My Body Isn’t a Rotten Fruit: How a Conversation With My Grandmother Changed My Perspective on Endometriosis
If you’ve ever menstruated, you may have accepted your pain as an unfortunate inevitability. Women are often encouraged to keep silent about their menstrual complications. This gender bias is rooted in a deeper history where women’s bodies have been portrayed as consumable and disposable. For example, the scripture about Eve is sometimes used to justify painful periods. But when we speak out about menstruation, we can imagine a better future for endometriosis patients.
Eve ate her fruit, so I ate my words
From the time I was young, I was taught that menstrual pain was all about consumption. When I was a preteen, an older girl in my Sunday school class asked for pain pills or an ice pack. The teacher asked the girl what was ailing her, and the teenager said that her menstrual cramps were hurting her back and stomach. The teacher said, “Periods are supposed to hurt every woman. When Eve ate the fruit in the Garden of Eden, she brought sin to all humanity. Now it’s our punishment, as women descended from Eve, to have painful periods. Each month is our chance to repent, so it’s cowardly to try to numb that pain.”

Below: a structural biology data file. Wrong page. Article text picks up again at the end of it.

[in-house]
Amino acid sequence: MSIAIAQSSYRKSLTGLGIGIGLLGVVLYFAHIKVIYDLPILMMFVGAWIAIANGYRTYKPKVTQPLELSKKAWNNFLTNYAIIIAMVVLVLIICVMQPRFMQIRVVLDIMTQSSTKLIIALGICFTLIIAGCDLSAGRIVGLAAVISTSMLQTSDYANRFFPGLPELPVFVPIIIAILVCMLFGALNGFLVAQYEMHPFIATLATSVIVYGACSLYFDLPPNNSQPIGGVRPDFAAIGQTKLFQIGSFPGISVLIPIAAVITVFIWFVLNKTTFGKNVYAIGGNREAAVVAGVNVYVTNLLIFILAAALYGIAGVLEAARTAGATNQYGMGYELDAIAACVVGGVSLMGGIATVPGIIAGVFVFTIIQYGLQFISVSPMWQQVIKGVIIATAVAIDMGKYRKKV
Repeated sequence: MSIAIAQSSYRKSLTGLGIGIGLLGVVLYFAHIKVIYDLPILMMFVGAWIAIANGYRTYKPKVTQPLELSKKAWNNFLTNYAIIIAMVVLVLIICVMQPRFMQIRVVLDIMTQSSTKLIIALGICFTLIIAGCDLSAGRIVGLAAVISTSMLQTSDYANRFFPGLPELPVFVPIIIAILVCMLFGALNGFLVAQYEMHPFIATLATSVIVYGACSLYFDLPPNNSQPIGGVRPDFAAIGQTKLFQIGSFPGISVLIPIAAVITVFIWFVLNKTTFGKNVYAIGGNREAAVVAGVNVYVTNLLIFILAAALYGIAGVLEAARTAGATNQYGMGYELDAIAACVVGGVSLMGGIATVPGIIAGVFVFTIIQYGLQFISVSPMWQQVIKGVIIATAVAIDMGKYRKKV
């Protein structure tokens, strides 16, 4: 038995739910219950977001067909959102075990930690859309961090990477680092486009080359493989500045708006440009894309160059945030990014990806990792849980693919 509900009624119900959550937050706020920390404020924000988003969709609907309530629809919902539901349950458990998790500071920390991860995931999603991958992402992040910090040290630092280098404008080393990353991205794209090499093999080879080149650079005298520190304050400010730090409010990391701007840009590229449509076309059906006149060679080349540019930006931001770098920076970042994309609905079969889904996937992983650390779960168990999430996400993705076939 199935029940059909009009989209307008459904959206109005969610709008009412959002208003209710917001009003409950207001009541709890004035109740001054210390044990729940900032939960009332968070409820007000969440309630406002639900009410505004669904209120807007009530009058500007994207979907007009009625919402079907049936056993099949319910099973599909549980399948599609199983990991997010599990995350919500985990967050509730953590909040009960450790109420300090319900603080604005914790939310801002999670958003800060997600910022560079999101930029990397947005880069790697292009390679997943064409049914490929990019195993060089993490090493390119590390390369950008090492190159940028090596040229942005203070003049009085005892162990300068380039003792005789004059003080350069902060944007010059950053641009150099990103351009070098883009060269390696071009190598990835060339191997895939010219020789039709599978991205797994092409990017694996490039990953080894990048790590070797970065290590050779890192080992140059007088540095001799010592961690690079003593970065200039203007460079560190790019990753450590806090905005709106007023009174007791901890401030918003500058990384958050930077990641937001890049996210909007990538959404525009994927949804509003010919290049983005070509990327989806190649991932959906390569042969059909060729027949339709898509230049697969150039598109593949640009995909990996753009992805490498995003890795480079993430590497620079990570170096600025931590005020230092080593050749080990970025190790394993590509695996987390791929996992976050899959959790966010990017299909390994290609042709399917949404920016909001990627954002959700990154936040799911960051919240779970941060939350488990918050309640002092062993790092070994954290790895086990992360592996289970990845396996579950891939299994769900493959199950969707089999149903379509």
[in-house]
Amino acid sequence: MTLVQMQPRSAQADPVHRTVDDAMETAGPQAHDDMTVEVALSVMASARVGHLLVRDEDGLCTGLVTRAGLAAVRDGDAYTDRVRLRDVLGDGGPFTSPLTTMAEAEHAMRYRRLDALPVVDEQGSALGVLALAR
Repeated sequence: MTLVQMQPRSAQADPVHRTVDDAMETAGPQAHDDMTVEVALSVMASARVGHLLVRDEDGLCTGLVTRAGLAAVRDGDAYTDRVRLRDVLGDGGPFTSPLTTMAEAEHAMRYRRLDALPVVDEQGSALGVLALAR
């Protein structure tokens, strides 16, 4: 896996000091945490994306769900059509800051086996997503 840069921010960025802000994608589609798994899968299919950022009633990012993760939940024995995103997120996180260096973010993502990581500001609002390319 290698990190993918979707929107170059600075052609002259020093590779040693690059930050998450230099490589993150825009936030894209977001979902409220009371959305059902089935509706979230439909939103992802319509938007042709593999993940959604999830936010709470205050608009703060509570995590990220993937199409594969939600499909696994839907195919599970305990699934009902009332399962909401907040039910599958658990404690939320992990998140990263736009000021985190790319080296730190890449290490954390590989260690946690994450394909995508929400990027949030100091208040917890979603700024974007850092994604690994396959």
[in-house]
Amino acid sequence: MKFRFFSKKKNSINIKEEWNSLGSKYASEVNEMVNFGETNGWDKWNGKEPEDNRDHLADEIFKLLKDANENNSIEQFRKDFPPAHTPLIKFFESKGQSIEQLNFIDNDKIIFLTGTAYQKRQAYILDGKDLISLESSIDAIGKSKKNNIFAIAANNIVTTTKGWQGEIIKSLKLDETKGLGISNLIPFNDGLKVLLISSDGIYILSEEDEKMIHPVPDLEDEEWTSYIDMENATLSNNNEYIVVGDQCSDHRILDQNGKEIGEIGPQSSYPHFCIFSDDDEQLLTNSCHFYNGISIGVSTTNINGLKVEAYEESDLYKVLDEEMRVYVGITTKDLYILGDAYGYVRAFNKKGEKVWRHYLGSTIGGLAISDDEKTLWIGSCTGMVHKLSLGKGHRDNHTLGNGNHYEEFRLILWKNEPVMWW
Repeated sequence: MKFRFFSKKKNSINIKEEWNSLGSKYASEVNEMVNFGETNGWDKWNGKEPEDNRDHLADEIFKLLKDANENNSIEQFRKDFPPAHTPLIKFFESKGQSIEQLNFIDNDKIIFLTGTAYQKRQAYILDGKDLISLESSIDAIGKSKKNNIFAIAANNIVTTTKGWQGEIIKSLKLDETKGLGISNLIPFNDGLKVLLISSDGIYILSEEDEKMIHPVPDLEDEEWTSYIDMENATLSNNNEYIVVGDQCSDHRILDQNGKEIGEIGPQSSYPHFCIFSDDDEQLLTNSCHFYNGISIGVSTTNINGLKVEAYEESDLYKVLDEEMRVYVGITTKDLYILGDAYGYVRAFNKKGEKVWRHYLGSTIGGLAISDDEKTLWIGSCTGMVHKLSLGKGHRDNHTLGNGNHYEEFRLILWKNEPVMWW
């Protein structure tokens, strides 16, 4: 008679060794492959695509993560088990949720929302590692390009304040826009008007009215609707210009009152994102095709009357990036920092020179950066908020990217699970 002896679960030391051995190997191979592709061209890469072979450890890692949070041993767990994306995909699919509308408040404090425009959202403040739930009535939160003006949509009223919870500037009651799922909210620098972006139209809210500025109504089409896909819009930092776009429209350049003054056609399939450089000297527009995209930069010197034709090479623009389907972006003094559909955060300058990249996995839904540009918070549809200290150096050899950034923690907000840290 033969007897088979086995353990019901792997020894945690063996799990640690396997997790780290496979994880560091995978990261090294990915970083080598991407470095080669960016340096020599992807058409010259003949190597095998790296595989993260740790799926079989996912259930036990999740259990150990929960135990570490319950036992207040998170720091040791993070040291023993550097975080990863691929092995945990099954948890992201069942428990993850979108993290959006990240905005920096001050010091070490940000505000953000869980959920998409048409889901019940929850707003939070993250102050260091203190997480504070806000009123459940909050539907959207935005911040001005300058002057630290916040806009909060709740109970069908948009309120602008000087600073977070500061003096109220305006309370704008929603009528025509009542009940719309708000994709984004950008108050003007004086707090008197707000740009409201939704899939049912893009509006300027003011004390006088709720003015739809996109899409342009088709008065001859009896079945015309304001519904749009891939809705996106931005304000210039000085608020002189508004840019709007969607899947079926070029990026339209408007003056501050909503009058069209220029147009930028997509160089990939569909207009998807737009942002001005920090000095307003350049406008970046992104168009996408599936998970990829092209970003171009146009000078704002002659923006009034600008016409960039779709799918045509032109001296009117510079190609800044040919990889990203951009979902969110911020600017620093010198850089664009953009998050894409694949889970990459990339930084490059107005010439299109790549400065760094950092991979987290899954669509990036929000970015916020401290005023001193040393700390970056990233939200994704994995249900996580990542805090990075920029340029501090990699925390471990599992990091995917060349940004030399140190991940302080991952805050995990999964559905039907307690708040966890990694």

I never heard that teenager complain about her periods again.
When my blood flowed heavy and unpredictable, I scrubbed the leaks out of my panties. I wonder if Eve even got to taste that fruit. I hope that the core got stuck in her throat like a horse pill, I remember thinking.
Because I spent a childhood conditioned to accept pain as a woman’s fate, I thought that clots and vomit-inducing cramps were normal. But when I started using a menstrual cup several years ago, I couldn’t ignore that I had to empty the cup far more often than the 12 hours advertised on the package. If my heavy bleeding wasn’t normal, then what was a normal period supposed to feel like?
Naming the illness in my womb
My womb is not a rotten fruit. By definition, this statement is true -- but my doctor didn’t seem to get the memo. When I first sought medical advice about what I suspected could be endometriosis, the physician shrugged off my concerns. She said, “There’s not much point in trying to diagnose you. If you have endometriosis, your uterus has already gone rotten. Do you know what it looks like if you crack open an apple and see that a worm has burrowed through? With endometriosis, the bad tissue is like a hungry worm that keeps eating up your body.”